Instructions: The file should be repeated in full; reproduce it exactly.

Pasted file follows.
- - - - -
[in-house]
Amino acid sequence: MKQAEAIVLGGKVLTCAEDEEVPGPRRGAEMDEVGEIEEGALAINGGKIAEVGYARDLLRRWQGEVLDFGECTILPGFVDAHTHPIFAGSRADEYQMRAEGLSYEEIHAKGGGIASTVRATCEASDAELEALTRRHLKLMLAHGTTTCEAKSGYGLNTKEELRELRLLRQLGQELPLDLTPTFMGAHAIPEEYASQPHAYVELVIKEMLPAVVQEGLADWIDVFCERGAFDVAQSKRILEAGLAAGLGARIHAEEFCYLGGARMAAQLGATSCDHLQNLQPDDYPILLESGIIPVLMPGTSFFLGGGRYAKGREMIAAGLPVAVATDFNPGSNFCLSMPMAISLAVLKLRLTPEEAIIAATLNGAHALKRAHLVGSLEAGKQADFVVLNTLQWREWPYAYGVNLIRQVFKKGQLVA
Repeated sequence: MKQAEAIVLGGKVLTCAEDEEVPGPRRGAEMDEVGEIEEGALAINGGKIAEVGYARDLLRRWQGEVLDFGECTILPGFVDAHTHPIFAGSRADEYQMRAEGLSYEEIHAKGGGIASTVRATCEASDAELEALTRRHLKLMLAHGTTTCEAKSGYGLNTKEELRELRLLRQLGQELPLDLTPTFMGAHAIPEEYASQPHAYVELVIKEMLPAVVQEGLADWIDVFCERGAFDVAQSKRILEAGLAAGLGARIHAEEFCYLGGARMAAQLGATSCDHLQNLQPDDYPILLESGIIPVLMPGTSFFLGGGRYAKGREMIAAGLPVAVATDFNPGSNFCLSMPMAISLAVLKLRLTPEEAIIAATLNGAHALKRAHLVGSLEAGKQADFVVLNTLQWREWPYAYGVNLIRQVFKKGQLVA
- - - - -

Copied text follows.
[in-house]
Amino acid sequence: MKQAEAIVLGGKVLTCAEDEEVPGPRRGAEMDEVGEIEEGALAINGGKIAEVGYARDLLRRWQGEVLDFGECTILPGFVDAHTHPIFAGSRADEYQMRAEGLSYEEIHAKGGGIASTVRATCEASDAELEALTRRHLKLMLAHGTTTCEAKSGYGLNTKEELRELRLLRQLGQELPLDLTPTFMGAHAIPEEYASQPHAYVELVIKEMLPAVVQEGLADWIDVFCERGAFDVAQSKRILEAGLAAGLGARIHAEEFCYLGGARMAAQLGATSCDHLQNLQPDDYPILLESGIIPVLMPGTSFFLGGGRYAKGREMIAAGLPVAVATDFNPGSNFCLSMPMAISLAVLKLRLTPEEAIIAATLNGAHALKRAHLVGSLEAGKQADFVVLNTLQWREWPYAYGVNLIRQVFKKGQLVA
Repeated sequence: MKQAEAIVLGGKVLTCAEDEEVPGPRRGAEMDEVGEIEEGALAINGGKIAEVGYARDLLRRWQGEVLDFGECTILPGFVDAHTHPIFAGSRADEYQMRAEGLSYEEIHAKGGGIASTVRATCEASDAELEALTRRHLKLMLAHGTTTCEAKSGYGLNTKEELRELRLLRQLGQELPLDLTPTFMGAHAIPEEYASQPHAYVELVIKEMLPAVVQEGLADWIDVFCERGAFDVAQSKRILEAGLAAGLGARIHAEEFCYLGGARMAAQLGATSCDHLQNLQPDDYPILLESGIIPVLMPGTSFFLGGGRYAKGREMIAAGLPVAVATDFNPGSNFCLSMPMAISLAVLKLRLTPEEAIIAATLNGAHALKRAHLVGSLEAGKQADFVVLNTLQWREWPYAYGVNLIRQVFKKGQLVA